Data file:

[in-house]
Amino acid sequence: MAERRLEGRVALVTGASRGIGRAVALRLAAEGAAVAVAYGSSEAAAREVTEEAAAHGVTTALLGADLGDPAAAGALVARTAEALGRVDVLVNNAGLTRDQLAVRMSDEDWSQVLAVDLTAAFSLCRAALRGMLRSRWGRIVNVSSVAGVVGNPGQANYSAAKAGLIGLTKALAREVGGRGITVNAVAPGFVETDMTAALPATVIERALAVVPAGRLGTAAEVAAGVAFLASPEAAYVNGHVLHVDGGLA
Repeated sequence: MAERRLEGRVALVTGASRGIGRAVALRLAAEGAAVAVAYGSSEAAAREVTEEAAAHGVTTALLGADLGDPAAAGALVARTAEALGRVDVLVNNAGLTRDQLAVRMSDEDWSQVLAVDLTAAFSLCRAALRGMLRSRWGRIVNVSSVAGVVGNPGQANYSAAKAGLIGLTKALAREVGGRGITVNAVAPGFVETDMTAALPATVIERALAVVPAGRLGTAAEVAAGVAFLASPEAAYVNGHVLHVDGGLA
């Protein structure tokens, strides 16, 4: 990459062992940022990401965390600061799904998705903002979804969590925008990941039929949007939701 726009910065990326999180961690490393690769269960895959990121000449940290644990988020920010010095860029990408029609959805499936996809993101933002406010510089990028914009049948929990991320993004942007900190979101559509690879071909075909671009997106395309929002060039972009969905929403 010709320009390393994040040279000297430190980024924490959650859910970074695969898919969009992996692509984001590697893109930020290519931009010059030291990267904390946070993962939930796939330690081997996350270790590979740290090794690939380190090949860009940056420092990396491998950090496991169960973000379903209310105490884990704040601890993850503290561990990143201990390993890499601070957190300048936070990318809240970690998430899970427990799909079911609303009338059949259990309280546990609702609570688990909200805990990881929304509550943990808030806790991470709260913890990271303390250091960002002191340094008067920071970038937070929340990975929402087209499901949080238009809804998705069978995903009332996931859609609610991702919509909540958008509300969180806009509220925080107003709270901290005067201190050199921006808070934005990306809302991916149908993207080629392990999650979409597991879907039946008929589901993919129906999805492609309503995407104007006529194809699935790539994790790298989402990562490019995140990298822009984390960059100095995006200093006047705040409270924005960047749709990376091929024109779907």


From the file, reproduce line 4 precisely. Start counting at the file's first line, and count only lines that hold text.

């Protein structure tokens, strides 16, 4: 990459062992940022990401965390600061799904998705903002979804969590925008990941039929949007939701 726009910065990326999180961690490393690769269960895959990121000449940290644990988020920010010095860029990408029609959805499936996809993101933002406010510089990028914009049948929990991320993004942007900190979101559509690879071909075909671009997106395309929002060039972009969905929403 010709320009390393994040040279000297430190980024924490959650859910970074695969898919969009992996692509984001590697893109930020290519931009010059030291990267904390946070993962939930796939330690081997996350270790590979740290090794690939380190090949860009940056420092990396491998950090496991169960973000379903209310105490884990704040601890993850503290561990990143201990390993890499601070957190300048936070990318809240970690998430899970427990799909079911609303009338059949259990309280546990609702609570688990909200805990990881929304509550943990808030806790991470709260913890990271303390250091960002002191340094008067920071970038937070929340990975929402087209499901949080238009809804998705069978995903009332996931859609609610991702919509909540958008509300969180806009509220925080107003709270901290005067201190050199921006808070934005990306809302991916149908993207080629392990999650979409597991879907039946008929589901993919129906999805492609309503995407104007006529194809699935790539994790790298989402990562490019995140990298822009984390960059100095995006200093006047705040409270924005960047749709990376091929024109779907």